More: Ari, Banaro, Baruya, Binim-Kukusmin, Busama, Dani, Darabi, Dobu Isl., Eipo, Etoro, Foi, Gebusi, Huli, Jaquai, Kaluli, Keraki, Kewa, Kimam, Kiwai, Koko, Kwoma, Lesu, Manus, Marind Anim, New Britain, New Ireland, Normanby Islanders, Paiela, “Sambia”, Trobrianders, Vanatinai, Wogeo






Mead (1948, 1937:p26)[1] observed the Arapesh girl is betrothed at age 6 to 8 to a boy about 6 years her senior. Living with her husband’s family, the relationship “repeats the parent-child pattern” (p39). During the betrothal, there may be “overt sex expression” but not intercourse. About sexual activity in childhood, Mead appears inconclusive. The Arapesh seem not to fear sex play, but do believe that (pubertal) growth and sexual activity are mutually exclusive[2]. Particularly, the breasts would remain “small, stiff and inhospitable”, opposing the female ideal of pendulent mammae. Masturbation is said to be infrequent in benefit of a specific oral hedonism, and due to a taboo on even casual genital touching. Oral (labial) pleasure must not be mixed with genital life, and, despite its childish character, carries over into adult sexuality. Labial (oral) play is discouraged after initiation (boys) or after labour (girls).


At pubescence, “The ordeals consist of rubbing the boy’s penis and scrotum with stinging nettles (Falanga) and slashing the boy’s glans penis with a bamboo razor (Lefin). Both procedures are secrets not to be revealed to women, under pain of death”[3].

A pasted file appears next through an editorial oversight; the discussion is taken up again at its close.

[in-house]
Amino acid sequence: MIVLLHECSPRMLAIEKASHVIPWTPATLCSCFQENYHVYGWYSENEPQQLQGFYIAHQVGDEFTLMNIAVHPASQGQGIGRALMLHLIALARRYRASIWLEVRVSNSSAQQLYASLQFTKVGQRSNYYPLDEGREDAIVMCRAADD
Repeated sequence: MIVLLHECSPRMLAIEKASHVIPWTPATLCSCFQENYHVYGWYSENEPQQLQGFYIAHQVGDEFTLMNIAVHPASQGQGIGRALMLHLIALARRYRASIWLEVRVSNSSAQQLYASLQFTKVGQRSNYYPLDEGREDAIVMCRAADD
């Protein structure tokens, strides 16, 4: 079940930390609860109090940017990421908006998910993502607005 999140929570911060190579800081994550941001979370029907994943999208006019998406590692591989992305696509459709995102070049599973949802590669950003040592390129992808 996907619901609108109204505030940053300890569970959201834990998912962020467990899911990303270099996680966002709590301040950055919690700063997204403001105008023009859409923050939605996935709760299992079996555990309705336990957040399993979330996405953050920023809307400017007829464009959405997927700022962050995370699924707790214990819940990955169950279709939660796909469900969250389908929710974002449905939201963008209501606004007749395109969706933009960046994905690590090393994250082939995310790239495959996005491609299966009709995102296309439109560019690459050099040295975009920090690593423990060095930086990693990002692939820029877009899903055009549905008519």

“According to custom, at the time of puberty a boy was no longer permitted to take sexual pleasure from his own genitals and was taught to perform the purification rituals with which to cleanse himself if he were to breach the taboos. The young boy is taught by the older boys how to use the stinging nettles to cleanse his penis and the fragment of sharpened bamboo to insert in his urethra to ritually cleanse himself through bleeding. He alone was responsible for monitoring his own adherence to the taboos. The result of any shortcomings would be evident for all to see by his failure to 'grow'” (Banks, 1993:p82)[4].


(see also Bumbita Arapesh)





Janssen, D. F., Growing Up Sexually. Volume I. World Reference Atlas. 0.2 ed. 2004. Berlin: Magnus Hirschfeld Archive for Sexology

Last revised: Jun 2005


[1] Mead, M. (1948) Sex and Temperament in Three Primitive Societies.New York: W. Morrow Co. Mead, M. (1937) The Arapesh of New Guinea, in Mead, M. (Ed.) Cooperation and Competition among Primitive Peoples. New York & London: McGraw-Hill Book Co., p20-50 See also Fox, J. R. (1962) Sibling incest, J Sociol 13:128-50, p143-4

[2] Cf. Banks, C. (1993) Women in Transition: Social Control in Papua New Guinea. Canberra: Australian Institute of Criminology, p82, ch.4 []

[3] Tuzin, D. (2001) Social Complexity in the Making: A Case Study among the Arapesh of New Guinea. Florence, KY: Routledge, p29

[4] Op.cit.